Once breakfast was over we would finish any final packing, break down the tents and clip on our skis and harness ready to go. The routine each day was travelling for 1.5hrs followed by a short break of around 10-15mins. The only variable to this was 30-45mins for lunch. If the weather or wind was particularly nasty we would dig a small pit behind a couple of the pulkas to put our feet into and hunker down under the emergency tarp. Usually though we would just sit down behind our pulka to have some protection from the elements, but as the days went on we generally did not bother with the tarp at all – I guess we were becoming more acclimatised as time went on, but also more focused on our goal and getting the tarp out was just seen as a bit of a waste of time (it was harder to get going again too after being under the tarp, even for a short period of time, and you kind of wanted to stay in the weather to keep your edge so to speak).
Each break saw us rehydrating and eating high calorie/energy – biscuits, lots of chocolate, lots of cheese, salami, snack bars, powdered soups with lunch stops, the odd packet of Harðfiskur with slabs of butter (i.e. dried fish which you rip off the skin)
HOME SWEET HOME
Each day we would down poles to make camp between 18:30 and 19:00.
First task was to pitch the main tent (North Face Bastion IV) so our guide Robert could dig out the vestibule area and set up the stove to start boiling fresh water as soon as possible. Whilst this was happening the rest of us would pitch the second tent (North Face VE-25) a couple of meters downwind from the main one. This formation would allow us to capture both tents in the protective arc of a single snow wall at the front of the main tent on most occasions. One thing to point out on the second camp photo here is you can see how even a 'normal' windy conditions the snow wall can be worn down during the course of the night (wait till the pictures of the storm and the walls…).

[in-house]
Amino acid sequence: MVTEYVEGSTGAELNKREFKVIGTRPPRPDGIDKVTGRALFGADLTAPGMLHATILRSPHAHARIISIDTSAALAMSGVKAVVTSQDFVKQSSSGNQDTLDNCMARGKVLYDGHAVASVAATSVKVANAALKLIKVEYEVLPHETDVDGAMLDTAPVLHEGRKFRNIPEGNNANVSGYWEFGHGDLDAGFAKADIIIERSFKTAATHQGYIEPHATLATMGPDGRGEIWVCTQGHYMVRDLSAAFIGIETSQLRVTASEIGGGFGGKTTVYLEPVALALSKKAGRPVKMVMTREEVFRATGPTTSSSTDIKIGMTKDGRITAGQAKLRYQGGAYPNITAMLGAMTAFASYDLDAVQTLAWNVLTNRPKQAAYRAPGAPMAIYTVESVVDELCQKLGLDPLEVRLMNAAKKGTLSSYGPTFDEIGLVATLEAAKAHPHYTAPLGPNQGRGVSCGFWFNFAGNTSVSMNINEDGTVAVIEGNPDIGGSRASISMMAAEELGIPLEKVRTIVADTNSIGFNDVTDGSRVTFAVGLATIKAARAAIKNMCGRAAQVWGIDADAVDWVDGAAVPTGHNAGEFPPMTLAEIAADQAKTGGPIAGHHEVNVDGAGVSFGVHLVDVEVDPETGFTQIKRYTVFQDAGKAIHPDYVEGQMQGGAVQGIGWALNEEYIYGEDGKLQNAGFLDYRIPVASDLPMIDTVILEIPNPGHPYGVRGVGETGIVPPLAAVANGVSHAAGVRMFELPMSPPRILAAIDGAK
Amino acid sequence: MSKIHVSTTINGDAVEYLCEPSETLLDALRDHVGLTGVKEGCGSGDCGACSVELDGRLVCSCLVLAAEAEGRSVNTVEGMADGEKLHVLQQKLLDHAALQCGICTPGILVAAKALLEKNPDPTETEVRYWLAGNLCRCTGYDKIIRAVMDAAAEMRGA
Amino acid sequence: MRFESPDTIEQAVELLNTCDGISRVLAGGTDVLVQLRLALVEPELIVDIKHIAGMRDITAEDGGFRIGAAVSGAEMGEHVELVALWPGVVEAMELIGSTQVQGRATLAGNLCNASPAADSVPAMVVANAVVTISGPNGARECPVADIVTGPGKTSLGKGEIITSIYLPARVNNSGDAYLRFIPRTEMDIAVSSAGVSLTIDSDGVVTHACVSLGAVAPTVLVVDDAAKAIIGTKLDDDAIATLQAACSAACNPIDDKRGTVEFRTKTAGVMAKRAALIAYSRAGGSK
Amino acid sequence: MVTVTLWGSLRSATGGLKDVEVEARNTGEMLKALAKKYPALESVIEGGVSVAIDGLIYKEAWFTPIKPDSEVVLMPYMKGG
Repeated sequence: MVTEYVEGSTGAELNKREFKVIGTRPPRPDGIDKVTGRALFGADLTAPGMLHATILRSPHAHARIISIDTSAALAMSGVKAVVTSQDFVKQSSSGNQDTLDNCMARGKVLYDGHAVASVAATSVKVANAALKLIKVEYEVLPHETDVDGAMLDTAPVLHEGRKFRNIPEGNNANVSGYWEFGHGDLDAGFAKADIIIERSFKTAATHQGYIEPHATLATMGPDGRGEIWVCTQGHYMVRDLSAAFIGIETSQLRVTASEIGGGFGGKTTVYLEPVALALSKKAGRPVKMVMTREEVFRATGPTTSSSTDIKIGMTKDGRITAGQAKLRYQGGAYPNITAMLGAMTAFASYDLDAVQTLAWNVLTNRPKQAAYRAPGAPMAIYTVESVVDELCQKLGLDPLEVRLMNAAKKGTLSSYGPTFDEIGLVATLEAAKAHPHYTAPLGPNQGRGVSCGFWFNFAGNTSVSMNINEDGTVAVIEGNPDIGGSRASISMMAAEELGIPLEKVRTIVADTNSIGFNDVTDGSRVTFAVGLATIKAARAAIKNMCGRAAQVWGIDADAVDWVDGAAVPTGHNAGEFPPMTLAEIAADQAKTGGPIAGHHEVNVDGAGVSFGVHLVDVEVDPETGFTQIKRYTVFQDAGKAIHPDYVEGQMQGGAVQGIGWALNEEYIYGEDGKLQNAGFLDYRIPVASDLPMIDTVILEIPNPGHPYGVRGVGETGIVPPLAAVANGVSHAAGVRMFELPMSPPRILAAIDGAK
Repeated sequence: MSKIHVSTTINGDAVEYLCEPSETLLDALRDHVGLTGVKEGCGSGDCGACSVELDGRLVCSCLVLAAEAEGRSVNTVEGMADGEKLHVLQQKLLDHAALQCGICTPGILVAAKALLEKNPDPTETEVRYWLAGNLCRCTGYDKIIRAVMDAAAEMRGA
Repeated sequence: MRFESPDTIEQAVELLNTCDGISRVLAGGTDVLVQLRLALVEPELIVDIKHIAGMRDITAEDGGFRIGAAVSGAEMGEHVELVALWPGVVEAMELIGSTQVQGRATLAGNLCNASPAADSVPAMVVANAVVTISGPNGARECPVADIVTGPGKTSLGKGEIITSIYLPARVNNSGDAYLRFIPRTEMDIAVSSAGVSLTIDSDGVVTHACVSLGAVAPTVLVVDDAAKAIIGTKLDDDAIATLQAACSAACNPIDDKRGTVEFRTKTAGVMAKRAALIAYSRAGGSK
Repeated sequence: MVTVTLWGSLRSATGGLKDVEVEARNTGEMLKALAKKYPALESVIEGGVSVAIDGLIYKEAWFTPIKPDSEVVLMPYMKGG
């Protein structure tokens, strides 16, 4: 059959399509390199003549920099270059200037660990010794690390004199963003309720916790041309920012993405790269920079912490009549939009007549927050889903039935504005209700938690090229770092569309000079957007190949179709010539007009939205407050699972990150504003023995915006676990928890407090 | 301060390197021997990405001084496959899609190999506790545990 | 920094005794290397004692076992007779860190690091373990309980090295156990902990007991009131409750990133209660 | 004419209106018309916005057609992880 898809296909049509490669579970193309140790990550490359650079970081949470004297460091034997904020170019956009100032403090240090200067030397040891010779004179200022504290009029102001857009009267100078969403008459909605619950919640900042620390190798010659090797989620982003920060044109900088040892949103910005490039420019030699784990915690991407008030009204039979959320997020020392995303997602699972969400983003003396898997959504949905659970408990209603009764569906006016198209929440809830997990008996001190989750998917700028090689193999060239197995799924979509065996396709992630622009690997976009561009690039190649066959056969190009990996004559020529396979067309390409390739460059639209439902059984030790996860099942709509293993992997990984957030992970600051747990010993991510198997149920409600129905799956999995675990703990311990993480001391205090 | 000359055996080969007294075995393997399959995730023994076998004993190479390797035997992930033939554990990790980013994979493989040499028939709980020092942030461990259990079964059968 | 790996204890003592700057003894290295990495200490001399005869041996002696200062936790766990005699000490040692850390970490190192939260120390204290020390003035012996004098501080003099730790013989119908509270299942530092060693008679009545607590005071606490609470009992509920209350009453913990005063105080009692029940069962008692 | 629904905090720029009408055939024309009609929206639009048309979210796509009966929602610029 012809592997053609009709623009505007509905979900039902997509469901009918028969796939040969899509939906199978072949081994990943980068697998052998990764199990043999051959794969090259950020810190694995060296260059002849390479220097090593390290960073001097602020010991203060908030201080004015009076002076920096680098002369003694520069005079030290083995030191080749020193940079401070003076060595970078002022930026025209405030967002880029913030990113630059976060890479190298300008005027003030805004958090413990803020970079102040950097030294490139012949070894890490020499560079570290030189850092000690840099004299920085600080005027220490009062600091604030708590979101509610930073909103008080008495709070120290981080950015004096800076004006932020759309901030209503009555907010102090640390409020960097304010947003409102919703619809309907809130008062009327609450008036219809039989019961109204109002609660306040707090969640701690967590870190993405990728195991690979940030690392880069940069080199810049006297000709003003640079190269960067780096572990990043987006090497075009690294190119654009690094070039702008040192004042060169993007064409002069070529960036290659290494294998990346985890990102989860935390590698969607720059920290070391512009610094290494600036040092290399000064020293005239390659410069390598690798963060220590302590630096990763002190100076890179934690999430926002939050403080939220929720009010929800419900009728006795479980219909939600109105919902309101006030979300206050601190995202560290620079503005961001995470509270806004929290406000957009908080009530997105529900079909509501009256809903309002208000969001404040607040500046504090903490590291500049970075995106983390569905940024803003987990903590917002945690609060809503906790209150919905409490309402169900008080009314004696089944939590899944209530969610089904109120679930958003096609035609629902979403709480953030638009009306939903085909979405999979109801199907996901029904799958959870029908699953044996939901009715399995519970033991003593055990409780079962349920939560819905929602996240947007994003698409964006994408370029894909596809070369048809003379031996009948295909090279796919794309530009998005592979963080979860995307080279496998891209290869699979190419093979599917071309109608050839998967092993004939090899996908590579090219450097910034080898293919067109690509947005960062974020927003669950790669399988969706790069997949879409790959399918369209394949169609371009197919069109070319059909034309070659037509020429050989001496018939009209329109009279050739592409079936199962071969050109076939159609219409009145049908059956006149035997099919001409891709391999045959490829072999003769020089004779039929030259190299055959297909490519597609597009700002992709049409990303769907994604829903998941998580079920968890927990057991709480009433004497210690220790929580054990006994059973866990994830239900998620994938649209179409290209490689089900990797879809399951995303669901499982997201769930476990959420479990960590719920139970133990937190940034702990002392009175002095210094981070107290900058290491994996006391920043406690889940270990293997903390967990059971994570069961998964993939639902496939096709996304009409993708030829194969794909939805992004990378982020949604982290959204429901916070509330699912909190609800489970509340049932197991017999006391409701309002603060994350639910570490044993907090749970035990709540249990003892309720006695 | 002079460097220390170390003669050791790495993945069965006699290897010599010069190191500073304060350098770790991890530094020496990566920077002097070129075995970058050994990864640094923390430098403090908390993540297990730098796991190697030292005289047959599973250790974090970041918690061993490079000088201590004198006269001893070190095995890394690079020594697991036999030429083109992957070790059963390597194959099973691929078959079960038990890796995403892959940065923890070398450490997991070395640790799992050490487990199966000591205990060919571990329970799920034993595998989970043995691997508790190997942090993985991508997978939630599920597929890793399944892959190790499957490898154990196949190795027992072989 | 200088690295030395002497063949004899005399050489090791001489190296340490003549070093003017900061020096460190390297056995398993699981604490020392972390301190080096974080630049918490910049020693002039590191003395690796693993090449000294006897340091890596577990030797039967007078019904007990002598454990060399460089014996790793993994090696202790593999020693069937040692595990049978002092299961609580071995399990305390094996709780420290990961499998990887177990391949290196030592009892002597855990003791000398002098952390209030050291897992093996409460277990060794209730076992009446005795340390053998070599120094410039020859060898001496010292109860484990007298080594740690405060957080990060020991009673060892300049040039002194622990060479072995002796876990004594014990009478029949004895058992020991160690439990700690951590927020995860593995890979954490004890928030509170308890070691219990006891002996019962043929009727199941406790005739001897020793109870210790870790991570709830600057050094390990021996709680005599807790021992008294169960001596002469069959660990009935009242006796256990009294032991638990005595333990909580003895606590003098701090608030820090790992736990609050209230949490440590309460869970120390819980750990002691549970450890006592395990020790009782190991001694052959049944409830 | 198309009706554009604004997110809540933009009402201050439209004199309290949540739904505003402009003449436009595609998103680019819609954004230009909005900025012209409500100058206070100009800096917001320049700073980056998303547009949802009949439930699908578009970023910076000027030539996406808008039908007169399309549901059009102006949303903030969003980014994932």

Once the tents were up there was usually just enough time to take your boots off (and for me remove the tape on my feet), get your kit sorted and have a quick bathroom break before the water was boiled and the call for dinner made.
Dinner…. What can I say, you were pretty damn hungry by the end of the day and so looking forward to cracking open a vacuum sealed dinner pack (I didn't have a favourite, they were all pretty awesome), particularly since they would be piping hot from fresh boiled water, lobbing in blocks of butter, cheese, maybe salami, filling it with hot water and…..damn, I'm getting hungry just thinking about it, ha! 🙂 We would all usually have a good cup of cocoa as well and have a bit of banter before turning in for the night. For me I used two thirds cocoa powder and one third hot water. Oh yeah, it was TASTY – you ended up eating it more than drinking it, mmm….